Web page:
Mount Sinabung Volcano erupts in Sumatra Island
Mount Sinabung volcano erupted in Sumatra Island of western Indonesia. Eruption resulted in column of thick ash being spread seven km high to southeast and south of crater.
- Warning: Local residents living along rivers near volcano’s crater were advised to be on alert for possible lava flows. National Volcanology Agency of Indonesia urged residents living near flank of volcano to use masks when rains of ash pour down and those living alongside rivers with upstream in slope of volcano were warned of cold lava floods during torrential rains.
- No damages or casualty were reported due to eruption.
- Mt. Sinabung Volcano is at 2nd highest alert level due to which no one lives inside a previously announced No-Go Zone around five km from the crater.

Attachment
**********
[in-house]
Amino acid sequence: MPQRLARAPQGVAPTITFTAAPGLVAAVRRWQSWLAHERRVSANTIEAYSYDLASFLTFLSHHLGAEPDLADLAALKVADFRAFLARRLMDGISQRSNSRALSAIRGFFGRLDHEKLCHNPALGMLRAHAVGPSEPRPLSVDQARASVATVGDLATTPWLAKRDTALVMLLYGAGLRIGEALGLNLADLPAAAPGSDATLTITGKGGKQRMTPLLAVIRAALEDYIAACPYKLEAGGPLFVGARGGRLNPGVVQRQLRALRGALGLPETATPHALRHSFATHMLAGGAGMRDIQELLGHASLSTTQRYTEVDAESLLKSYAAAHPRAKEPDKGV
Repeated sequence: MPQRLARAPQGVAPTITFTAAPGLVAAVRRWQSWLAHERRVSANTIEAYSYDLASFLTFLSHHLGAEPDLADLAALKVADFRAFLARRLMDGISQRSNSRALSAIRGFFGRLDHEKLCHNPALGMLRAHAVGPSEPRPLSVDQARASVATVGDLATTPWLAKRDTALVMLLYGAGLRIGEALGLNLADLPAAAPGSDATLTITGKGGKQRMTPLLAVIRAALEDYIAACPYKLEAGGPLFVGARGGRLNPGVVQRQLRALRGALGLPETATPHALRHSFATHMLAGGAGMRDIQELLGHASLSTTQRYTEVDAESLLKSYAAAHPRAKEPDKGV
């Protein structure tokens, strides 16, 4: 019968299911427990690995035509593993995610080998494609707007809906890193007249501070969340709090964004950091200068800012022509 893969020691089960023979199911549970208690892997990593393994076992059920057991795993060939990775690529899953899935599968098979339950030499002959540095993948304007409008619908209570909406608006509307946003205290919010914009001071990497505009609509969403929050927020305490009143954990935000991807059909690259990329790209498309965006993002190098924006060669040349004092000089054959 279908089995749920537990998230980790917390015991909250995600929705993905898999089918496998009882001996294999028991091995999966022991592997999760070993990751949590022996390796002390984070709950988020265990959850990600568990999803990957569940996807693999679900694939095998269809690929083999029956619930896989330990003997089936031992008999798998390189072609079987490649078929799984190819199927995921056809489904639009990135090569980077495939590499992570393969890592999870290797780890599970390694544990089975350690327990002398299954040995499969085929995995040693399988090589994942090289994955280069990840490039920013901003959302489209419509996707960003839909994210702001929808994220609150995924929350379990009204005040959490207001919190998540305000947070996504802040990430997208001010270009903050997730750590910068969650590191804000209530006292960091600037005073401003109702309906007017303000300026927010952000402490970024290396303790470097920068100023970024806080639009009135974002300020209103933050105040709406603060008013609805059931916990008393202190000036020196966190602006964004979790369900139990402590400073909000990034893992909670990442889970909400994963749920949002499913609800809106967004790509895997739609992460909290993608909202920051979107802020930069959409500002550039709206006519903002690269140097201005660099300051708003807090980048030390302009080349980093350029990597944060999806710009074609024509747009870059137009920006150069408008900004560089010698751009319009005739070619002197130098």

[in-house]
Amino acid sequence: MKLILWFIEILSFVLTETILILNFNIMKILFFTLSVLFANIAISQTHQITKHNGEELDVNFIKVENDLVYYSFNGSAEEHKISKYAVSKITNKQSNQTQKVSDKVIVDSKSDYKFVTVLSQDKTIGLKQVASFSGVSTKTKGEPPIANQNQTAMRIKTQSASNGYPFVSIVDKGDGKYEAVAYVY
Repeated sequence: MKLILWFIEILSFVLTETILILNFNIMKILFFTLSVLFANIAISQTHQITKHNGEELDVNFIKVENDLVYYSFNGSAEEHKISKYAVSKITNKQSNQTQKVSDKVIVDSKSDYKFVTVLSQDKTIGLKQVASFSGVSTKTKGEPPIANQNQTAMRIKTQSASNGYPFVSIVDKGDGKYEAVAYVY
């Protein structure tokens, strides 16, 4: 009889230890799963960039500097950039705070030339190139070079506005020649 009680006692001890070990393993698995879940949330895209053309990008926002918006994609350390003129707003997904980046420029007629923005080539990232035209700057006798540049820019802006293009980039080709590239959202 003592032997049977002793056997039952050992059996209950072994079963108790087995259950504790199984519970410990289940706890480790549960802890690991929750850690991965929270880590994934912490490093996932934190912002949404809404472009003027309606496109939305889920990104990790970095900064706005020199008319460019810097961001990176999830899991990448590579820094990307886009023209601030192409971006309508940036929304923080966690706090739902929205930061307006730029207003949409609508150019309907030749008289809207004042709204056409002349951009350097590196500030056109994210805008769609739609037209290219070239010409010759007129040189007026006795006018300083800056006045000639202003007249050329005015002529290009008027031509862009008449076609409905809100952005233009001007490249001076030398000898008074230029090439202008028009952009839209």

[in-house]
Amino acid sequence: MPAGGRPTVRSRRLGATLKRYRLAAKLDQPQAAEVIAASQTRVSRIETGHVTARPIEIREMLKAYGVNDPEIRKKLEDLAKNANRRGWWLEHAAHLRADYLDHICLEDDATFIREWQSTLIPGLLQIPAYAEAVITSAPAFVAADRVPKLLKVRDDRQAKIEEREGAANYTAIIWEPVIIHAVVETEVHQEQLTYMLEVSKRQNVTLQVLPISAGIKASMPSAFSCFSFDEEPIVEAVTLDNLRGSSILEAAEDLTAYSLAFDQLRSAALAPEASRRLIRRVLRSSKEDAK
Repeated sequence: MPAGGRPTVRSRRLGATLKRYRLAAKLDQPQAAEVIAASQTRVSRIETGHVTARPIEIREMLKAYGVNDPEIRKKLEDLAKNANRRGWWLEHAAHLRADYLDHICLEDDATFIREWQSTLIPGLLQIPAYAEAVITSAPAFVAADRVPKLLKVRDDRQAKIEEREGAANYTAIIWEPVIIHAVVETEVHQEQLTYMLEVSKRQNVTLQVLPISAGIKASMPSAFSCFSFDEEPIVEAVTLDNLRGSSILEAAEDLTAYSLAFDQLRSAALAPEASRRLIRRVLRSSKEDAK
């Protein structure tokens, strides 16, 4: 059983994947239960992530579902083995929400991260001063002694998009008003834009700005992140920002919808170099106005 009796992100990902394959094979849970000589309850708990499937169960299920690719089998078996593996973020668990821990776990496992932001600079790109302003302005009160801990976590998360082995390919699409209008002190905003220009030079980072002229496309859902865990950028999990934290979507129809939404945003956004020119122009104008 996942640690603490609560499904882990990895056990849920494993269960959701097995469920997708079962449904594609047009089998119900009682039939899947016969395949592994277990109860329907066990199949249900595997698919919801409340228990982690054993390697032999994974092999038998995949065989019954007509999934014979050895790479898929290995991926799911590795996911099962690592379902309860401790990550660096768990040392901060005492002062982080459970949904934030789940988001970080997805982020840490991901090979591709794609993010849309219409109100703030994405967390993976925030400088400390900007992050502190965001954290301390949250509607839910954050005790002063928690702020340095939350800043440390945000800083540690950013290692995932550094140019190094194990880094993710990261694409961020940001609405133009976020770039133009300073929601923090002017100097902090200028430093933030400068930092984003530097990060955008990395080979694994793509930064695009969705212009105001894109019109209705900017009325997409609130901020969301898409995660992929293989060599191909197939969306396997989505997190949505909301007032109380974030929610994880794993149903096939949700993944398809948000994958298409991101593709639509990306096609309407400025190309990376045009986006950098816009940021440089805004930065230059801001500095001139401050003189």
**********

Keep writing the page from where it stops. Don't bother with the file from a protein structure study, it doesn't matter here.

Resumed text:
- Fact: Indonesia is home to over 130 active volcanoes due to its position on ‘Pacific Ring of Fire’, a belt of tectonic plate boundaries circling Pacific Ocean where frequent seismic activity occurs.
About Mt. Sinabung
Background: Mt. Sinabung roared back to life in 2010 for the first time in past 400 years. After another period of inactivity for yew years it again erupted in 2013, and has remained highly active since then. Carter saw a deadly eruption in 2016 in which seven people died.
- It is a Pleistocene-to-Holocene (geological epoch) Stratovolcano (also known as composite volcano). It belongs to Volcanic arc/belt of Sunda Arc.
- Elevation: It is 2,475 meters high.
- Location: It is located in Karo district of North Sumatra province in western Indonesia and 40km from Lake Toba supervolcano.
Month: Current Affairs - June, 2019
Category: Environment Current Affairs
Topics: Composite Volcano • Indonesia • Karo district of North Sumatra • Lake Toba Supervolcano • Mt. Sinabung • No-Go Zone • Pacific Ring of Fire • Pleistocene-to-Holocene • Stratovolcano • Sumatra Island • Sunda Arc • Volcanic Eruption